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Atmospheric Chemistry and Physics An interactive open-access journal of the European Geosciences Union
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© Author(s) 2018. This work is distributed under
the Creative Commons Attribution 4.0 License.
© Author(s) 2018. This work is distributed under
the Creative Commons Attribution 4.0 License.

Research article 27 Aug 2018

Research article | 27 Aug 2018

Review status
This discussion paper is a preprint. It is a manuscript under review for the journal Atmospheric Chemistry and Physics (ACP).

Towards a satellite – in situ hybrid estimate for organic aerosol abundance

Jin Liao1,2, Thomas F. Hanisco1, Glenn M. Wolfe1,3, Jason St. Clair1,3, Jose L. Jimenez4,5, Pedro Campuzano-Jost4,5, Benjamin A. Nault4,5, Alan Fried6, Eloise A. Marais7, Gonzalo Gonzalez Abad8, Kelly Chance8, Hiren T. Jethva1,2, Thomas B. Ryerson9, Carsten Warneke5,9, and Armin Wisthaler10,11 Jin Liao et al.
  • 1Atmospheric Chemistry and Dynamic Laboratory, NASA Goddard Space Flight Center, Greenbelt, MD, USA
  • 2Universities Space Research Association, GESTAR, Columbia, MD, USA
  • 3University of Maryland Baltimore County, Joint Center for Earth Systems Technology, Baltimore, MD, USA
  • 4Department of Chemistry, University of Colorado, Boulder, Colorado, USA
  • 5Cooperative Institute for Research in the Environmental Sciences, University of Colorado, Boulder, Colorado, USA
  • 6Department of Atmospheric and Oceanic Sciences, University of Colorado Boulder, Boulder, Colorado, USA
  • 7School of Geography, Earth and Environmental Sciences, University of Birmingham, UK
  • 8Harvard - Smithsonian Center for Astrophysics, Cambridge, Massachusetts, USA
  • 9NOAA Earth System Research Laboratory (ESRL), Chemical Sciences Division, Boulder, CO, USA
  • 10Department of Chemistry, University of Oslo, Oslo, Norway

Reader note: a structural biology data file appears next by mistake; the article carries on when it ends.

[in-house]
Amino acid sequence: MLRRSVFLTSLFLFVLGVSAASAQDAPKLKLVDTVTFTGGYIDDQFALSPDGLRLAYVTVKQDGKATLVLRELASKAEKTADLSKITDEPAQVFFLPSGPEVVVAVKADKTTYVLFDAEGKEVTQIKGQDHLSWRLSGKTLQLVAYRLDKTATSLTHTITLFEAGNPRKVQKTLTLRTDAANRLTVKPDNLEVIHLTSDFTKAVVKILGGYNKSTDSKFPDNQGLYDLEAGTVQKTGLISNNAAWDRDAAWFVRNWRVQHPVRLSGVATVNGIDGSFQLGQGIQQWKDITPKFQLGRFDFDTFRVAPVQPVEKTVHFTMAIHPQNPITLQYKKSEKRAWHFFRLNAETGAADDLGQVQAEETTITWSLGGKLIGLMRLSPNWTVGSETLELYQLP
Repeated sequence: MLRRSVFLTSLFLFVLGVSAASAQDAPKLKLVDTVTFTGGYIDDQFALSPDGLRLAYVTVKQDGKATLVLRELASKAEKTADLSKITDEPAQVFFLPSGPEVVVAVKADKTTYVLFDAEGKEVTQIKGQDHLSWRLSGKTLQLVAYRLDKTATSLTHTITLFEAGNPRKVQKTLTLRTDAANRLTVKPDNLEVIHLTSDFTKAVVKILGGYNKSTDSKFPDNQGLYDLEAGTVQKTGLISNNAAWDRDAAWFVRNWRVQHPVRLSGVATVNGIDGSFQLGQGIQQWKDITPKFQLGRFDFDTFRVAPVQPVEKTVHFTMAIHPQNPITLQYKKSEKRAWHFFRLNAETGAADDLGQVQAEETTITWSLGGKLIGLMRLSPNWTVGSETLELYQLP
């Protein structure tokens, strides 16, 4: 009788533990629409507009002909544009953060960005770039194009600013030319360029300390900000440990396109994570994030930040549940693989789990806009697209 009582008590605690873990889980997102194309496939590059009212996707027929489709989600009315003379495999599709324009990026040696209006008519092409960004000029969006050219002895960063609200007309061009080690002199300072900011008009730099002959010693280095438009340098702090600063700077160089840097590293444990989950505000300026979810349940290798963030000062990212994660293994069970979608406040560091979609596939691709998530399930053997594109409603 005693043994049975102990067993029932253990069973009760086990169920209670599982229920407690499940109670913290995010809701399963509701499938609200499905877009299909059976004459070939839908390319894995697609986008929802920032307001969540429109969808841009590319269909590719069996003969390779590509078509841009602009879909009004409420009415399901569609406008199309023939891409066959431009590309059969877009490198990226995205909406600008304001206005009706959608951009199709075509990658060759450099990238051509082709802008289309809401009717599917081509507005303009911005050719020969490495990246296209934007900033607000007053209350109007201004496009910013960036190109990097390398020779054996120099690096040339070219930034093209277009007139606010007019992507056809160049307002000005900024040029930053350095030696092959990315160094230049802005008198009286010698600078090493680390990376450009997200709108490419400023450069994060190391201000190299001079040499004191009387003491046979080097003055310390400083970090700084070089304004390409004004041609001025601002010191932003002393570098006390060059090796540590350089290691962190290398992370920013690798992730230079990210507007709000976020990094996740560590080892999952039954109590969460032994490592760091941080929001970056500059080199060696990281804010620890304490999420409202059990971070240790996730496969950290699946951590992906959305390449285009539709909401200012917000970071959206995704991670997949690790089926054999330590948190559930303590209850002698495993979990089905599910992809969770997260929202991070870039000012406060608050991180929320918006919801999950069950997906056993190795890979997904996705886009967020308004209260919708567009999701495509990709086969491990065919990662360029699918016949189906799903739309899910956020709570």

• 11Institute for Ion Physics and Applied Physics, University of Innsbruck, Innsbruck, Austria

Abstract. Organic aerosol (OA) is one of the main components of the global particulate burden and intimately links natural and anthropogenic emissions with air quality and climate. It is challenging to accurately represent OA in global models. Direct quantification of global OA abundance is not possible with current remote sensing technology; however, it may be possible to exploit correlations of OA with remotely observable quantities to infer OA spatiotemporal variability. In particular, formaldehyde (HCHO) and OA share common sources via both primary emissions and secondary production from oxidation of volatile organic compounds (VOCs). We examine OA-HCHO correlations using data from summer-time airborne campaigns investigating biogenic (NASA SEAC4RS and DC3), biomass burning (NASA SEAC4RS) and anthropogenic conditions (NOAA CalNex and NASA KORUS-AQ). In situ OA correlates well with HCHO (r = 0.59–0.97) but the slope and intercept of this relationship vary with chemical regime. For biogenic and anthropogenic regions, the OA-vs-HCHO slope is higher in low NOx conditions, where HCHO yields are lower and aerosol yields are likely higher. The OA-vs-HCHO slope of wild fires is more than 9 times higher than that associated with biogenic and anthropogenic sources. An estimate of near-surface OA is derived by combining observed in situ relationships with HCHO column retrievals from NASA’s Ozone Monitoring Instrument (OMI). We evaluate this OA estimate against OA observations from the US EPA IMPROVE network and simulated OA from the GEOS-Chem global chemical transport model. The OA estimate compares well with IMPROVE data obtained over summer months (e.g. slope = 0.62, r = 0.56 for August 2013), comparable to intensively validated GEOS-Chem performance (e.g. slope = 0.57, r = 0.56) and superior to the correlation with satellite-derived total aerosol extinction (r = 0.41). Improving the detection limit of satellite HCHO and expanding in situ airborne HCHO and OA coverage in future missions will improve the quality and spatiotemporal coverage of this OA estimate, potentially enabling constraints on the global OA distribution.

Jin Liao et al.
Interactive discussion
Status: final response (author comments only)
Status: final response (author comments only)
AC: Author comment | RC: Referee comment | SC: Short comment | EC: Editor comment
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Jin Liao et al.
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Short summary
Organic aerosol (OA) intimately links natural and anthropogenic emissions with air quality and climate. Direct OA measurements from space are currently not possible. By contrast, formaldehyde (HCHO), which shares common sources with OA, can be observed from space. This paper describes a new method to estimate OA by combining satellite HCHO and in situ OA and HCHO. The OA estimate is validated with ground network. This new method has a potential for obtaining observation-based global OA estimate.
Organic aerosol (OA) intimately links natural and anthropogenic emissions with air quality and...